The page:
While Accenture has the deep pockets to attract and pay programmatic talent, scarcity of these people in the market means they’ll have to invest time and effort into training from the ground up, he added.

Tieman said Accenture has the right amount of talent to staff the dozen or so programmatic accounts it works on now, including Radisson Hotels, Melia Hotels International and Maserati. But as it gains more business over time, staffing up will be key.

“We’re putting more focus and investment in this area to help deliver that for our clients over the long term,” he said.

Buying power

While programmatic doesn’t require the same buying power and clout that traditional TV buys command, having deep relationships with publishers is key to get good rates for programmatic guaranteed deals.

“Programmatic is a bidded medium, so pricing is going to vary quite wildly,” Garza said. “But in programmatic guaranteed and direct publisher relationships, we do benefit from WPP having some great rates.”

Buying power can manifest either through clout or sophistication, Warner added. Depending on how much of the actual execution Accenture Interactive takes on, they’ll be able to build up to that sophistication – but it could take time.

“We have 30 years of buying power and understanding of the marketplace that they’ll have to do a bit of catch-up on,” she said.

While Tieman said Accenture has relationships with top publishers “in spades already,” he admits there’s still more work to be done.

“There’s an opportunity to develop even more,” he said. “We will certainly make that an emphasis as needed.”

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  1. JL Plucket

    Interesting to see Accenture finally talk openly about this new facet of their business, which they seem to be quite cagey about. There are rumors that a major consultancy is close to buying a DSP technology provider. If true, this will usher in more robust competition and choice in the services layer of the programmatic market, but also would redefine the landscape as consultancies have tended not to own the tech they deploy. This might be a natural evolution, however, is if the marketing services business finally moves to charging on an outcome basis.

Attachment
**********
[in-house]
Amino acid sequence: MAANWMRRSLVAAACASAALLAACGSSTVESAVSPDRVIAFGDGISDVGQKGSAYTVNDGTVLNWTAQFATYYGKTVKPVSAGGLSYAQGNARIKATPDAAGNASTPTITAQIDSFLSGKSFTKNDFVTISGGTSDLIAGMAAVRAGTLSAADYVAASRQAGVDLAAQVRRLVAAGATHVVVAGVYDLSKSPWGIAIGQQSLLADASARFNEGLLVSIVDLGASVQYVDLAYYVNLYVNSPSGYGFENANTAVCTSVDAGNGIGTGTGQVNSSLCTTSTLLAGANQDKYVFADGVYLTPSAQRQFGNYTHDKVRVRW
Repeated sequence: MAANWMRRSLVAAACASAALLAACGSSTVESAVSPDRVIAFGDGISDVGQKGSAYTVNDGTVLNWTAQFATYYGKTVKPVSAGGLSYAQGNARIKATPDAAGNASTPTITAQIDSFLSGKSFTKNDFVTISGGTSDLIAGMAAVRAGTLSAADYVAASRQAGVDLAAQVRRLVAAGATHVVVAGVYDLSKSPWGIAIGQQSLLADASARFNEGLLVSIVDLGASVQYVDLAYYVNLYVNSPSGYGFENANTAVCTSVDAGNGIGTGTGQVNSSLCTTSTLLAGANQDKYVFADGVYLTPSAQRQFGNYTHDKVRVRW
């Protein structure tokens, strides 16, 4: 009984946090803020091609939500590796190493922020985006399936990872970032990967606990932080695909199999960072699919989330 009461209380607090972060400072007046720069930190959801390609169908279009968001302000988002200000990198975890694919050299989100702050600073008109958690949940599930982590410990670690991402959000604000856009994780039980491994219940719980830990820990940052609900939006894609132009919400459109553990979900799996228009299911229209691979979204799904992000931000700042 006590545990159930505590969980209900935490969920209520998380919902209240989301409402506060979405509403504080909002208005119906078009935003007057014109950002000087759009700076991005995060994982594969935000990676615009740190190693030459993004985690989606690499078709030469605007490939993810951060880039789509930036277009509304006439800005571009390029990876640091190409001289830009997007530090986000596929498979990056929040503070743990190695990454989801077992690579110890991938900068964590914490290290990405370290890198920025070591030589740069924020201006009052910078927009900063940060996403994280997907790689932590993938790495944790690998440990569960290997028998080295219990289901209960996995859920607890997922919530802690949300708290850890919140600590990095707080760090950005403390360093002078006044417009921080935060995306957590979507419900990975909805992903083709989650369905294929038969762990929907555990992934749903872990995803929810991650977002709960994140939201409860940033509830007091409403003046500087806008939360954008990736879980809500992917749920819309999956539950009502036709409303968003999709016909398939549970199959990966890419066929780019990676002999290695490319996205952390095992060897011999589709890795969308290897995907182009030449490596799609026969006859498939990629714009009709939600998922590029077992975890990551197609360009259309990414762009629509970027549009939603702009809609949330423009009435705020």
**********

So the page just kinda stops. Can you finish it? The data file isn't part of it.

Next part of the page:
2. Ravi P

    It’s quite interesting how agencies are first to start defending how Accenture is not ready for it, rather than focusing on execution properly inside their own agencies.
    1) Accenture brings a lot of the new perspective needed in the digital ecosystem. Agencies have gotten used to saying they understand process, execution, and optimization but do it quite haphazardly with no controls or KPIs in place.
    2) Garza at Essence indicates that agencies understand impression valuation and audience reach/frequency yet majority of client teams barely have the process process for managing campaigns correct (ad-server to dsp mappings, reach and frequency analysis at the line item level in DSP, understanding of which data segments work / don’t work). This is all because they are not pushed for stringent SOPs to be executed on every campaign buys in order to utilize data-driven decisioning
    3) Re: Programmatic guaranteed – with knowledge of programmatic and price spreads you can get better at setting baselines. Looking at yesterdays pricing is not the only way to get best deals for programmatic guaranteed. What is point of buying specific pockets of inventory because it’s cheaper but does not perform ? Are there on-going performance-lift studies that occur to show how paying more can actually lead to greater business outcomes ?
    4. Indicating 30 years of knowledge is not relevant to digital. Programmatic has only been around for past 2 decades. Agencies are still trying to figure out how to execute in programmatic. Accenture has a change to close that gap because of the other intangibles they bring.